Rachel: That is helpful advice. How would you advise CEOs or founders who are at the beginning of this journey and trying to figure out how to execute on market mapping and prioritizing a POT?
- Understand the ecosystem. You may need to go one, two, three dimensions away from what you're currently selling. To achieve this, management teams should be deeply immersed in their customers’ worlds via meetings, conferences, journals, and other means to understand how their products fit into the broader ecosystem.
- Have a long-term vision for the business. Many times, you're just trying to survive the day. It's important to stick your head up and ask, "What are we playing for here? What's the five-to-ten year moonshot or bold idea that we're trying to accomplish?" An understanding of the ecosystem and the market map, gives you a window into creating the bolder vision that you can work towards.
- Apply heavy doses of practical realism to this process. A lot of factors can make a transaction unattractive. For example being far removed from your current purchasing decision maker, a vastly different company culture, or significant operational issues. These can make M&A risky. On the flip side, a similar or related buyer, a similar or related culture can make the acquisition easier. Many M&A integrations fail because the buyer only focused on the growth profile of the target, and not the other components of what yields good outcomes.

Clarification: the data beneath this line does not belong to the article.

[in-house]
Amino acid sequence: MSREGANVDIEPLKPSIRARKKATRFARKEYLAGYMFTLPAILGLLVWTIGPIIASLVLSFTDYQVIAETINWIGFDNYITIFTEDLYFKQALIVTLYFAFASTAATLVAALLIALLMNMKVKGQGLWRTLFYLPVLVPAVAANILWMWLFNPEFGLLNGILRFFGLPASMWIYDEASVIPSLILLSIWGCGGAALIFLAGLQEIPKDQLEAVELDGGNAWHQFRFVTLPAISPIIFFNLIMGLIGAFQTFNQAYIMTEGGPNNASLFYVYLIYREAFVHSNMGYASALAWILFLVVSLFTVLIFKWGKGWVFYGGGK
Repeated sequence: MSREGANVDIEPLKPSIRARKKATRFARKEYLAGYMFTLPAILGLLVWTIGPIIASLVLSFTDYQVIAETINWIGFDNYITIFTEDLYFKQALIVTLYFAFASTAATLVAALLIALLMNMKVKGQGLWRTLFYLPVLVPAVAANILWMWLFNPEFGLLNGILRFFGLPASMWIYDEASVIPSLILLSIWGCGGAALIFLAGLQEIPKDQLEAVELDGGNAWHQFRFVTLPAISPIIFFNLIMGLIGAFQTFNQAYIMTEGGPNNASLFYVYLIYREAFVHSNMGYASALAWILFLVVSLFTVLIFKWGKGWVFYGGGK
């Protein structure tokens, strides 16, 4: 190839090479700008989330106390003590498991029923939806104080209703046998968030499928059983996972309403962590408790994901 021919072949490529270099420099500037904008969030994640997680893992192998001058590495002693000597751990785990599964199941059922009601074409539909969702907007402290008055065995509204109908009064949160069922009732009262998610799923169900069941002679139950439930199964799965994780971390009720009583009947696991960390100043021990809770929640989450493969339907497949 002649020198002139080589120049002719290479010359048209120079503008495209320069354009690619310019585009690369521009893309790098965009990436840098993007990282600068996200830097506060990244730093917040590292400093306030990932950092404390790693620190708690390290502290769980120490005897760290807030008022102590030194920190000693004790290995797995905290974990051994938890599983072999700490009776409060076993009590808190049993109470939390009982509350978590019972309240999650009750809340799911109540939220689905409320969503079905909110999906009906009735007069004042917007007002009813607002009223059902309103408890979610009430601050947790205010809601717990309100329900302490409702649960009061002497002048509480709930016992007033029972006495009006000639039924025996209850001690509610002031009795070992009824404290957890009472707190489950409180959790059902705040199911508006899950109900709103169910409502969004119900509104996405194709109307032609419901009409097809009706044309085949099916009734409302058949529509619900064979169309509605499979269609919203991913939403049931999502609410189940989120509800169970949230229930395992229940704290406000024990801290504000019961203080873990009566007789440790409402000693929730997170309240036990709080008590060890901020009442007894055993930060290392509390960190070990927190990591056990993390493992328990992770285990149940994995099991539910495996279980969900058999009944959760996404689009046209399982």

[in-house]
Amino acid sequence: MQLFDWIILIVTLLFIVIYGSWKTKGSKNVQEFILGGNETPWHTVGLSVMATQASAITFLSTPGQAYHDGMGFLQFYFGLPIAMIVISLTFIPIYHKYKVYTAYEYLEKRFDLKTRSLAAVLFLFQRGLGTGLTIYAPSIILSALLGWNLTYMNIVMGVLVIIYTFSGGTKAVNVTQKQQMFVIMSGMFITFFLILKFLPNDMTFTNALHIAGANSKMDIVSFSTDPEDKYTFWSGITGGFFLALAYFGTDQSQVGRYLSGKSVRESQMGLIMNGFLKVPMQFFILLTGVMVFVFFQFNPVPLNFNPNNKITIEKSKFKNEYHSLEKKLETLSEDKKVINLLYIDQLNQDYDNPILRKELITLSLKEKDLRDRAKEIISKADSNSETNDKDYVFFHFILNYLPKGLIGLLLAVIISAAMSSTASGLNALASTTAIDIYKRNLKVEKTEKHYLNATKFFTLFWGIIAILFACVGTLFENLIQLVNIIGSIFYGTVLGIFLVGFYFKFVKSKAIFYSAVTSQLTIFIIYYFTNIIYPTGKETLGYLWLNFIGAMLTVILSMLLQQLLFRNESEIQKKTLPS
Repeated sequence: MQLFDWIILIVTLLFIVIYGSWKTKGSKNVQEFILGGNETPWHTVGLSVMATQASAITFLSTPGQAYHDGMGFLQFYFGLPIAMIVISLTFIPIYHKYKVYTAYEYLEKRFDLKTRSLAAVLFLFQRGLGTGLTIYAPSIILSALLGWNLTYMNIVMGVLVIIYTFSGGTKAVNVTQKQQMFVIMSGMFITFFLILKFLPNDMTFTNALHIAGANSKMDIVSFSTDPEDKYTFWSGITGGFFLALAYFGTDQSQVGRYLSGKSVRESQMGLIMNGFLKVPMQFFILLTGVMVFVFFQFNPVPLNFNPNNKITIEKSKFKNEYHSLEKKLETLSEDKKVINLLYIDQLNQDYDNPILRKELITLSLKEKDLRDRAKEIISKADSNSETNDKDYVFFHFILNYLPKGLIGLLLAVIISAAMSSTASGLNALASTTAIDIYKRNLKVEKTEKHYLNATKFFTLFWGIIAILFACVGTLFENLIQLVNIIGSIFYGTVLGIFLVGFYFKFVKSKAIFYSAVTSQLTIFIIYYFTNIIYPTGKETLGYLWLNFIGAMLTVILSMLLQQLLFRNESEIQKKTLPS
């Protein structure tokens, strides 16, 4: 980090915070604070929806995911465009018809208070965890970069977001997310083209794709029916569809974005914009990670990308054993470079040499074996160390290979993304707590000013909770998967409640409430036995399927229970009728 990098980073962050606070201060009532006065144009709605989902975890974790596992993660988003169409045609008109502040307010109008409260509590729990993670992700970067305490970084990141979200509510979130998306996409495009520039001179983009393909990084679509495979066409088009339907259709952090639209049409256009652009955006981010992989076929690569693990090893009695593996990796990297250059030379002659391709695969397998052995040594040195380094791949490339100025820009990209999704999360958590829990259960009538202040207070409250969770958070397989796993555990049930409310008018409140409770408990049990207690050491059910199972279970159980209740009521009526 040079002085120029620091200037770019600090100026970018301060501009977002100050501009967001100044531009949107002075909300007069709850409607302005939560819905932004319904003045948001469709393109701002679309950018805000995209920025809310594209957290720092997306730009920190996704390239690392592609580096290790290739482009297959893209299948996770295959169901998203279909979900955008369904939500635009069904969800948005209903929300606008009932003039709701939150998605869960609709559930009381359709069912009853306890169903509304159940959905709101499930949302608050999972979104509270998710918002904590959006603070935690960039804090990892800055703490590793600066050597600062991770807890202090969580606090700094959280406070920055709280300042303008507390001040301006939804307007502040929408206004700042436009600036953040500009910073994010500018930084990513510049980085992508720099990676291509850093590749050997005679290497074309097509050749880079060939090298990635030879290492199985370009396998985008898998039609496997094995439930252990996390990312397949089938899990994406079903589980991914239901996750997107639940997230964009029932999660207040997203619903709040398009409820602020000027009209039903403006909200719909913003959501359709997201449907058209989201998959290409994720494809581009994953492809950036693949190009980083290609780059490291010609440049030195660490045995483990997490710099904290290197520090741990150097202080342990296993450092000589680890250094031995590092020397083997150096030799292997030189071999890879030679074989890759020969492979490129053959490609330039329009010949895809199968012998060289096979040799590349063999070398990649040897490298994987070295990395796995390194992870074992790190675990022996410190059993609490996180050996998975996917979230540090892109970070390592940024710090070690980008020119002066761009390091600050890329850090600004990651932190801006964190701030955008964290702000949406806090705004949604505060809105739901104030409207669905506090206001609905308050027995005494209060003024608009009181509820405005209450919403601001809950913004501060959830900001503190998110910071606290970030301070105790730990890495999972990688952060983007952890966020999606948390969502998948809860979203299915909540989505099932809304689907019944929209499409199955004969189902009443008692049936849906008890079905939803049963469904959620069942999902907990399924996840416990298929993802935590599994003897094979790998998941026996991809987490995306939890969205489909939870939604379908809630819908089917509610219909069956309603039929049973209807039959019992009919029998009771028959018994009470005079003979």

- Be ready and willing to walk away from deals. We walked away from a lot of deals even after they passed our first and second sniff test. You can't go into this with happy ears. You must be disciplined, do strong due diligence and have a deep knowledge of your long-term plans with an awareness of the changes in your ecosystem.
Rachel: These are valuable suggestions and I know that you apply your experience to the companies that you mentor now. Thanks for discussing them with me.
To learn more about our approach to creating and prioritizing a POT, please reach out to us at email@example.com.